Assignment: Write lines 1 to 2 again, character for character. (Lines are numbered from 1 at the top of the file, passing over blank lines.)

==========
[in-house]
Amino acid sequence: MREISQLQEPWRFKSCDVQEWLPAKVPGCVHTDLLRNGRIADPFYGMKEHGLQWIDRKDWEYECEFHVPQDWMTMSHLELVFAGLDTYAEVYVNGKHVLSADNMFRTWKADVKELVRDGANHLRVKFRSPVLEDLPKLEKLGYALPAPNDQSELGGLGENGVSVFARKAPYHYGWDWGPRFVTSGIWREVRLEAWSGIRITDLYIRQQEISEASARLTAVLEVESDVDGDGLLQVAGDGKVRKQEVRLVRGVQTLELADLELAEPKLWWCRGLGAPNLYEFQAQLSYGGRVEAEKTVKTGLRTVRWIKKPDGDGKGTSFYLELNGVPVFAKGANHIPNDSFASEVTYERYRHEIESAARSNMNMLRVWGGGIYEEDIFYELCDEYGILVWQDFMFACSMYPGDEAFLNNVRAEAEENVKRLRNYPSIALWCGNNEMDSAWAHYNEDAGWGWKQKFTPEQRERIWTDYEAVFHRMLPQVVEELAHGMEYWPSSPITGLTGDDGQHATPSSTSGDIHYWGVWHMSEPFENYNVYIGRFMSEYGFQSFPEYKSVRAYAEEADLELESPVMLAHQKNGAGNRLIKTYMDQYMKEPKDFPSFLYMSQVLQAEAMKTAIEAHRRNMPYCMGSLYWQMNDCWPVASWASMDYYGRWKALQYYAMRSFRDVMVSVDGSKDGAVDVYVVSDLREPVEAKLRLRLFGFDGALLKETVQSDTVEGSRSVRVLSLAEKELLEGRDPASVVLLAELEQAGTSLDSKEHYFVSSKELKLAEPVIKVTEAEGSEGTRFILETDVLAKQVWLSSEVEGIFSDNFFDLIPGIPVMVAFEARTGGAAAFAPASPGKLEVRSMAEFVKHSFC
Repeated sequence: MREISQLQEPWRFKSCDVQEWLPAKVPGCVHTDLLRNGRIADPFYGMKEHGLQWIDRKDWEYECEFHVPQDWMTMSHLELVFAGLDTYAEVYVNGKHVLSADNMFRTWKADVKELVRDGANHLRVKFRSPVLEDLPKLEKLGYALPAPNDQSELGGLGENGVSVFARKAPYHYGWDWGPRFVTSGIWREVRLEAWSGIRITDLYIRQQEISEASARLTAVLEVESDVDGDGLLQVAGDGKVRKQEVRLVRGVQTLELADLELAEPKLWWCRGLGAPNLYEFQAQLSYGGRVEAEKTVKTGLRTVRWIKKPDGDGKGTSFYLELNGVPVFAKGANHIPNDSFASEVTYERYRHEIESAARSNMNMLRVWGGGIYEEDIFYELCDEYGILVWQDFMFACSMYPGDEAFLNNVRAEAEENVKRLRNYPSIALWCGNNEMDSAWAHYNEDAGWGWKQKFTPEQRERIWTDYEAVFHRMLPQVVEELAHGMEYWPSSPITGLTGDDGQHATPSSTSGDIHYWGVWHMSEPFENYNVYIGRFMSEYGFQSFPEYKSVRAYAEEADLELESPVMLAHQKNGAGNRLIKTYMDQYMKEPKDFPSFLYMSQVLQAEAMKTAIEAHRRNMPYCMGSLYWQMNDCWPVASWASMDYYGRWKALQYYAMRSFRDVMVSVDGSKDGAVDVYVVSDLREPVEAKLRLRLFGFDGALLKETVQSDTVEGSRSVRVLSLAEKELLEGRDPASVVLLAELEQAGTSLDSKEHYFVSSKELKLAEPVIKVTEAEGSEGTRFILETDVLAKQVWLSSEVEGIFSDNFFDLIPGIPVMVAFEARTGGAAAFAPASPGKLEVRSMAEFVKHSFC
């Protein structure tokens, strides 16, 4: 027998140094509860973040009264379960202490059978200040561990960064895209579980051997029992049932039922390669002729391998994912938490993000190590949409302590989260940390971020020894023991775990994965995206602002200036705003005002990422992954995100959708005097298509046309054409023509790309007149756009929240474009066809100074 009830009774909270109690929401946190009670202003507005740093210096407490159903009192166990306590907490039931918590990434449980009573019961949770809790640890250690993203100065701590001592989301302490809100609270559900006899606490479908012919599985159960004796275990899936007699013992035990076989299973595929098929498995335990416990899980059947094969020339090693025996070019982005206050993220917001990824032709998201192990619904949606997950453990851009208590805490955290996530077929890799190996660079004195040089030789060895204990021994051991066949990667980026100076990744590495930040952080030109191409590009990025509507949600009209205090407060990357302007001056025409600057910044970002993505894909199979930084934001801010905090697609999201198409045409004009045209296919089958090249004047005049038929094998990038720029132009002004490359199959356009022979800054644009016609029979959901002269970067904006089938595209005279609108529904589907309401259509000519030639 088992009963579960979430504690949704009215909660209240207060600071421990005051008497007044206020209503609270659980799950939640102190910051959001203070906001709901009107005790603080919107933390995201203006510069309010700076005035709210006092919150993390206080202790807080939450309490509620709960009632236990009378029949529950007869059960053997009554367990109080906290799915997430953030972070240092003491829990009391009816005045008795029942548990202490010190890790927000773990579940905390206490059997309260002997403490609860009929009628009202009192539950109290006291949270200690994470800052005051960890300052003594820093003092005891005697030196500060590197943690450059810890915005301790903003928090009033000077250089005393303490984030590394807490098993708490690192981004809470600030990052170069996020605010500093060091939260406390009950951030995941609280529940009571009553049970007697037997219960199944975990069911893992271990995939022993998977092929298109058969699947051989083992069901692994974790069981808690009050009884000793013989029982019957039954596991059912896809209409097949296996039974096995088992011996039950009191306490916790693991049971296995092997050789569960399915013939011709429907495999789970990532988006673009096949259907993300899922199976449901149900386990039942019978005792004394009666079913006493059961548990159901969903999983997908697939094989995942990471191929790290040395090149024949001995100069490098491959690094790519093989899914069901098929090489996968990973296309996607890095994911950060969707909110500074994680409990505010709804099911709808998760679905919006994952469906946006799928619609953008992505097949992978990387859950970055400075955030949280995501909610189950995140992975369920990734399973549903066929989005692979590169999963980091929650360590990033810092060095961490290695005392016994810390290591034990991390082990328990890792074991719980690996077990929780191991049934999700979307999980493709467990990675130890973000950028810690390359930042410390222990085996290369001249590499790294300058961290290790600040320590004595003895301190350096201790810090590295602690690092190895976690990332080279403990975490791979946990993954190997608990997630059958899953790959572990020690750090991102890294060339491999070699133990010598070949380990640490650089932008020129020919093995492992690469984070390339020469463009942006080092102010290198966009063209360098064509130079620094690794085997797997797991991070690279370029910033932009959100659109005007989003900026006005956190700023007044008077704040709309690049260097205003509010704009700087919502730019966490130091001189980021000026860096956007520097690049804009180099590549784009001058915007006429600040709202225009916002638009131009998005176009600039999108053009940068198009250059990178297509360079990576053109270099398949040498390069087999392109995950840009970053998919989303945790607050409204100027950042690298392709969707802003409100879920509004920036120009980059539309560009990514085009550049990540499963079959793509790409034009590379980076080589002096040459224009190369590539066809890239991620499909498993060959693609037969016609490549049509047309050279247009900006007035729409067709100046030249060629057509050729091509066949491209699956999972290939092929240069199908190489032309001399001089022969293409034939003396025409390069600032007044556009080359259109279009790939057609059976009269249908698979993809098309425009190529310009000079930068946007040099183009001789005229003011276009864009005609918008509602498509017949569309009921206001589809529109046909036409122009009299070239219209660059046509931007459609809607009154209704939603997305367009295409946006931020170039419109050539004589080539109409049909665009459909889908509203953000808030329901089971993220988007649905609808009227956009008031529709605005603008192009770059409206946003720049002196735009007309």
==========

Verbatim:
[in-house]
Amino acid sequence: MREISQLQEPWRFKSCDVQEWLPAKVPGCVHTDLLRNGRIADPFYGMKEHGLQWIDRKDWEYECEFHVPQDWMTMSHLELVFAGLDTYAEVYVNGKHVLSADNMFRTWKADVKELVRDGANHLRVKFRSPVLEDLPKLEKLGYALPAPNDQSELGGLGENGVSVFARKAPYHYGWDWGPRFVTSGIWREVRLEAWSGIRITDLYIRQQEISEASARLTAVLEVESDVDGDGLLQVAGDGKVRKQEVRLVRGVQTLELADLELAEPKLWWCRGLGAPNLYEFQAQLSYGGRVEAEKTVKTGLRTVRWIKKPDGDGKGTSFYLELNGVPVFAKGANHIPNDSFASEVTYERYRHEIESAARSNMNMLRVWGGGIYEEDIFYELCDEYGILVWQDFMFACSMYPGDEAFLNNVRAEAEENVKRLRNYPSIALWCGNNEMDSAWAHYNEDAGWGWKQKFTPEQRERIWTDYEAVFHRMLPQVVEELAHGMEYWPSSPITGLTGDDGQHATPSSTSGDIHYWGVWHMSEPFENYNVYIGRFMSEYGFQSFPEYKSVRAYAEEADLELESPVMLAHQKNGAGNRLIKTYMDQYMKEPKDFPSFLYMSQVLQAEAMKTAIEAHRRNMPYCMGSLYWQMNDCWPVASWASMDYYGRWKALQYYAMRSFRDVMVSVDGSKDGAVDVYVVSDLREPVEAKLRLRLFGFDGALLKETVQSDTVEGSRSVRVLSLAEKELLEGRDPASVVLLAELEQAGTSLDSKEHYFVSSKELKLAEPVIKVTEAEGSEGTRFILETDVLAKQVWLSSEVEGIFSDNFFDLIPGIPVMVAFEARTGGAAAFAPASPGKLEVRSMAEFVKHSFC